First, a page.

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“Joining A Feminazi Hot-Spot?”: Ridiculous Things You Hear If You Go To A Women’s College

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“Why are you joining a Feminazi hot-spot?”

As much as some of us women enjoy sitting in circles, throwing in creative jibes at men, we wouldn’t establish a college to do so.

The purpose of this article is to outline the contemporary relevance of women’s colleges and why these institutes have nothing to do with men yet everything to do with them too.

The announcement of my joining a women’s college was received with a juxtaposed reaction- snarky yet glazed-in-pity comments from my friends and sighs of relief from distant family. Both of these, judgements borne of a stereotypical understanding of women’s colleges.

Representational image.

Having studied in a co-ed institute all my life, this decision came equally as a surprise to me as it was to people who know me. Many of my friends couldn’t fathom why I would travel as far as Delhi, from Bombay, to study in a women’s college which is off-campus, when I had the option of leading an unsupervised life of unlimited depravity in an equally good co-ed college in the north campus. I must say, that prospect did seem rather enticing for a bit, but as soon as I entered the campus, I shed every shred of doubt.

The sight of ambitious women, with keen, intelligent faces, empathetic smiles and a stubbornness to be unconquered- it was simply electric.

Women’s colleges are evolving from conservative grooming and breeding grounds that set rules for women, to increasingly liberal gardens where seeds of equality and solidarity are sown, and women set rules through democracy and dissent. The social, political and economic context of our life plays a very powerful role in shaping it. Each aspect of the identity of an individual may alter an experience and we often take for granted the privilege associated with our identity.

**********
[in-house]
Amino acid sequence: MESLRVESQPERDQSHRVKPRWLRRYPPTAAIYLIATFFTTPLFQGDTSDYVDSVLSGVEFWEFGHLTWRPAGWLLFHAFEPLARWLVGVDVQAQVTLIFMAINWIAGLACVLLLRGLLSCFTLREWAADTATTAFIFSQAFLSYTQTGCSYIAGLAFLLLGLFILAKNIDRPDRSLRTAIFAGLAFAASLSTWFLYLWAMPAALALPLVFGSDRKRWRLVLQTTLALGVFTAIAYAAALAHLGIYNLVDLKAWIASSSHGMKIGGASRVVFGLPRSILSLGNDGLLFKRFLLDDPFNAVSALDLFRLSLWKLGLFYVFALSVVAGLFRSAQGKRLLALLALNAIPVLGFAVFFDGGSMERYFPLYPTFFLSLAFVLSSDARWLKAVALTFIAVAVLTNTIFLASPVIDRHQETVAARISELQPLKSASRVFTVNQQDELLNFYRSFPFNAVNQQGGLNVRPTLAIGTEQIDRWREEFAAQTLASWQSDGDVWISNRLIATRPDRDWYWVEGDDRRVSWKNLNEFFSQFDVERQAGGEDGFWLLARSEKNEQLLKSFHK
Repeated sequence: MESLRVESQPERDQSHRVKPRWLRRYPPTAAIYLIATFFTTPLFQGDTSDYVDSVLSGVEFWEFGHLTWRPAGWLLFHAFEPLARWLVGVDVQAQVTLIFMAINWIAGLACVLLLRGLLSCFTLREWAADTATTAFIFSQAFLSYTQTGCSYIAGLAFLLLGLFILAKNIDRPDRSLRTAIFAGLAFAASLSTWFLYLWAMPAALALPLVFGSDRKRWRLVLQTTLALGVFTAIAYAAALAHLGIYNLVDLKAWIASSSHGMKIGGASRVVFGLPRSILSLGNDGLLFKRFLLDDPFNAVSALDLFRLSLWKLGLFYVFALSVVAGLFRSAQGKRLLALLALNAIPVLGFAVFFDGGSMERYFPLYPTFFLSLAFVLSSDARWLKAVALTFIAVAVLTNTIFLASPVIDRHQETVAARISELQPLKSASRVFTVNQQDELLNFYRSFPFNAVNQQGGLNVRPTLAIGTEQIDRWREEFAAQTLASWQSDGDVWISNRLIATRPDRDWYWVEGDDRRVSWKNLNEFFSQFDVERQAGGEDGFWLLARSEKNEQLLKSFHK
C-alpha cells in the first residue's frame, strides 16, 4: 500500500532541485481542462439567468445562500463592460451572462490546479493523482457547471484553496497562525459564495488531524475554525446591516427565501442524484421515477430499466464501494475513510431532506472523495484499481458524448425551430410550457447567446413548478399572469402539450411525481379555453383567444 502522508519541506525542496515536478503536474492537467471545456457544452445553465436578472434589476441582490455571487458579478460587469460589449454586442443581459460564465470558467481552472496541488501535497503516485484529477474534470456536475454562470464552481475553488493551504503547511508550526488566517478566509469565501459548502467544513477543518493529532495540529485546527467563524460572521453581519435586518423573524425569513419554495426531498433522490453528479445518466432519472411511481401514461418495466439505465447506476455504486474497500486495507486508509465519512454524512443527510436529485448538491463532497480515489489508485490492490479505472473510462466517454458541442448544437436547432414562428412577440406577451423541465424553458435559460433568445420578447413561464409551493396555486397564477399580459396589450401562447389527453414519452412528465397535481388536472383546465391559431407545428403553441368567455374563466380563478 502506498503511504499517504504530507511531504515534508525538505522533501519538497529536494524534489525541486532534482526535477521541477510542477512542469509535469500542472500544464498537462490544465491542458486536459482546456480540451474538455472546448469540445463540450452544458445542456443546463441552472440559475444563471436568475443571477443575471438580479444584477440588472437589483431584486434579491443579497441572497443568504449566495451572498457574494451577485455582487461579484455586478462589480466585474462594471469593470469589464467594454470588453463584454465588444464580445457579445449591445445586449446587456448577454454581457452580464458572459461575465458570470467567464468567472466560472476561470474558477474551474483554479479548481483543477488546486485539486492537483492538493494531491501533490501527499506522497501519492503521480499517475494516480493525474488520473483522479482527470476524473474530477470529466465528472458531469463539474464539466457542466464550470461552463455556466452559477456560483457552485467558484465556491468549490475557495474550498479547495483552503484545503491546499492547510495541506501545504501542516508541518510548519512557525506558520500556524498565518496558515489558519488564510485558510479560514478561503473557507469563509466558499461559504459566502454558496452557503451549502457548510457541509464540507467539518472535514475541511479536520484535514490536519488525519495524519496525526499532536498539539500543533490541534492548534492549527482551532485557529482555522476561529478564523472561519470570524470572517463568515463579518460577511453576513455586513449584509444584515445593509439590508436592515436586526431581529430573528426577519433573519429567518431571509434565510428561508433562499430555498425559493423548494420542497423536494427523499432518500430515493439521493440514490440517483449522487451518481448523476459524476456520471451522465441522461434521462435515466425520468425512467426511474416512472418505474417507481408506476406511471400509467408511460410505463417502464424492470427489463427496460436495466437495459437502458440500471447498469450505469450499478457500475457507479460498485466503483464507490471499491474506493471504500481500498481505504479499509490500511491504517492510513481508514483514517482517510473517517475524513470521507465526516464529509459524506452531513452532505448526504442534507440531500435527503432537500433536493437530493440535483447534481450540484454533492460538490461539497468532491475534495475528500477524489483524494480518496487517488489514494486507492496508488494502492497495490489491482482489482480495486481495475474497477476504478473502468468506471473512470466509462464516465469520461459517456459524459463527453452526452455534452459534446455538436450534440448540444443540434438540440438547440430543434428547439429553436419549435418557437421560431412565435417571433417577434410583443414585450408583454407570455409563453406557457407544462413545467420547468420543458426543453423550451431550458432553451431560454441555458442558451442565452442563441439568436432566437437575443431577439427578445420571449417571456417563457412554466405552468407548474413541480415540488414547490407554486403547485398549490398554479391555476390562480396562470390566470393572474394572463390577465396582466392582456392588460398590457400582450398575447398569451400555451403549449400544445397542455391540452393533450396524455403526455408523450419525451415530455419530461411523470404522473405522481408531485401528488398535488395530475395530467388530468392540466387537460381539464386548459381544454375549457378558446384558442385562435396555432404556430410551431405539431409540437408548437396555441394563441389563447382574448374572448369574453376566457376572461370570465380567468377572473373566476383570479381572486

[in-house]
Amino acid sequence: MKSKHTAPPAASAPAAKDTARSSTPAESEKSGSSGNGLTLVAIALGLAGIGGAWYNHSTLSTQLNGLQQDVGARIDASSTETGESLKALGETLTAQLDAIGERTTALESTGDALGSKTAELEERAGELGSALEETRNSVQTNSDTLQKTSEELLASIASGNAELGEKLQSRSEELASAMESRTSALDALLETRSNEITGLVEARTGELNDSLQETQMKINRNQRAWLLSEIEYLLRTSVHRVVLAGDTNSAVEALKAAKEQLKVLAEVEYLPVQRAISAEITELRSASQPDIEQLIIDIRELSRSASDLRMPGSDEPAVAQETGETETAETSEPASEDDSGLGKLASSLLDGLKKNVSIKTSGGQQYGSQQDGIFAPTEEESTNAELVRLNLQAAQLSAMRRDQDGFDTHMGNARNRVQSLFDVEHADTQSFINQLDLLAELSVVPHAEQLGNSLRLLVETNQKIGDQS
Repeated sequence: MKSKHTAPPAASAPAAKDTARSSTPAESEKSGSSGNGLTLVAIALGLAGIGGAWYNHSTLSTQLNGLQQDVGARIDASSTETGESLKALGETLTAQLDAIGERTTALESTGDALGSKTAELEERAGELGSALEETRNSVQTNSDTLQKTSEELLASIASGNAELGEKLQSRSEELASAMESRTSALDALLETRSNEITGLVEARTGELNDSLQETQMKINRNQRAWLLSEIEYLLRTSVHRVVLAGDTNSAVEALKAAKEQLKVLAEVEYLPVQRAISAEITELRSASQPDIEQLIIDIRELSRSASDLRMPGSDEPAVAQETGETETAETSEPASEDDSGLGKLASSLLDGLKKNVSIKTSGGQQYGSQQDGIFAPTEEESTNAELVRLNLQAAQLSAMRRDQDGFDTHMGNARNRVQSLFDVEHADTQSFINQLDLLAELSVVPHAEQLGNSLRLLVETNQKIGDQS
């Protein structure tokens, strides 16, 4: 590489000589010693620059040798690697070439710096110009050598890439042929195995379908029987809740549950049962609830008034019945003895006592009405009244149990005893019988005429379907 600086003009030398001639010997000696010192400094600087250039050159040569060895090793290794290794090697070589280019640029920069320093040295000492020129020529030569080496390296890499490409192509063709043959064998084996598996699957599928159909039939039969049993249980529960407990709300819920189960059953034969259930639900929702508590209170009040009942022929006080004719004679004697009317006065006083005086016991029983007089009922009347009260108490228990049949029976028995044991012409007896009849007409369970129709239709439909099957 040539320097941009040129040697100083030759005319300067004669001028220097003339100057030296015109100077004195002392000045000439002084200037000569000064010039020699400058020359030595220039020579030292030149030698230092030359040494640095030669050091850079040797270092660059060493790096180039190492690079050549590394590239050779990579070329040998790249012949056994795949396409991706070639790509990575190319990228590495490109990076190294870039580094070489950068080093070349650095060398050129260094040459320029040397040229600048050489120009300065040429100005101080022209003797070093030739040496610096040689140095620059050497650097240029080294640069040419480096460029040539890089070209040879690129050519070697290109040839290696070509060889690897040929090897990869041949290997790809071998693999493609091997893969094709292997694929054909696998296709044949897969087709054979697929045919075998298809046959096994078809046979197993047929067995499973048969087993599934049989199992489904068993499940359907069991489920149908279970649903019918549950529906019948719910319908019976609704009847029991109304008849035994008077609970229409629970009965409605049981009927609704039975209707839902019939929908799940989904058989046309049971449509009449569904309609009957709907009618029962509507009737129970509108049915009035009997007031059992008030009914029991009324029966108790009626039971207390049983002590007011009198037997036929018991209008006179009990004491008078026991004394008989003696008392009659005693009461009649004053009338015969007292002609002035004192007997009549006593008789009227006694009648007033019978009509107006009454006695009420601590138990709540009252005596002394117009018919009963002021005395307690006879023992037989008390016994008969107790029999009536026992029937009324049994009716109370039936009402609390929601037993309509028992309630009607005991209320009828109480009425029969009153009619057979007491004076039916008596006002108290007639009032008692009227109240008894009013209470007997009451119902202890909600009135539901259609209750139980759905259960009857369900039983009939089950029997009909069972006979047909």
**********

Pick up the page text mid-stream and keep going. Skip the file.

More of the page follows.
The journey of a woman and the way she navigates through school, college and so on is often rather different from that of a man. When we add another layer to the identity of the person, let’s say a woman from the North-east, the experience may be altered yet again. Sexism and misogyny, so deeply embedded in our social and political institutions therefore often make journeys of women a thorny path and so does casteism, transphobia, homophobia and Islamophobia among many other prejudices against marginalized identities. Individuals of each of these identities show immense grit and work double or triple as hard to prove their worth.

The point to note here is this- marginalized identities, in this context,- women do not want to be glorified for making it through the thorny path, neither should they have to take a complicated path by virtue of their gender, or any aspect of their identity.

Representational image. Students of Lady Shri Ram College in New Delhi, India (Lady Sriram College, LSR) (Photo by Sipra Das/The India Today Group/Getty Images)

This is not to say that all men have it easy. They don’t. But they are spared of institutionalized oppression specifically owing to their gender. This is also not to say that women’s colleges are absolutely egalitarian spaces. Trans women are not given their rightful space. It’s a rather convenient and typical to look the other way when it comes to the self-determination of trans individuals, isn’t it? Discrimination in the campus on the basis of caste, class and religion have been well preserved across decades, just as these red brick walls.

Surprisingly, removing men from the equation doesn’t solve all the problems. The purpose of these institutions is not to wage war against men, maybe to instil a sense of self-dependency and a space to thrive as a woman, but no, not to wage war.

“I feel that personally, before coming to college, I was living in a world where I was majorly dependent on older men in my family or outside. The power and responsibilities were in their hands and so, learning was derived from them. After being in a women’s college (LSR), it has given me an environment where I got to know what a world would look like if there were no men in them and women in my college, specifically the seniors, showed me how I could get that learning from women and this actually helped me break a lot of structures in my mind”,  says Aishwarya Singh, a third-year student from Lady Shri Ram College.

Leadership opportunities, a learning environment where women are in charge, freedom to explore without any inhibitions. That is the purpose of a women’s college.

To have and become role models, currently a concept which is dominated by cisgender men. To ensure they derive purpose from themselves and not a man. To establish free will and a right to self-determination. To dissent freely against injustice. To wear a sweater with bikini bottoms if I please.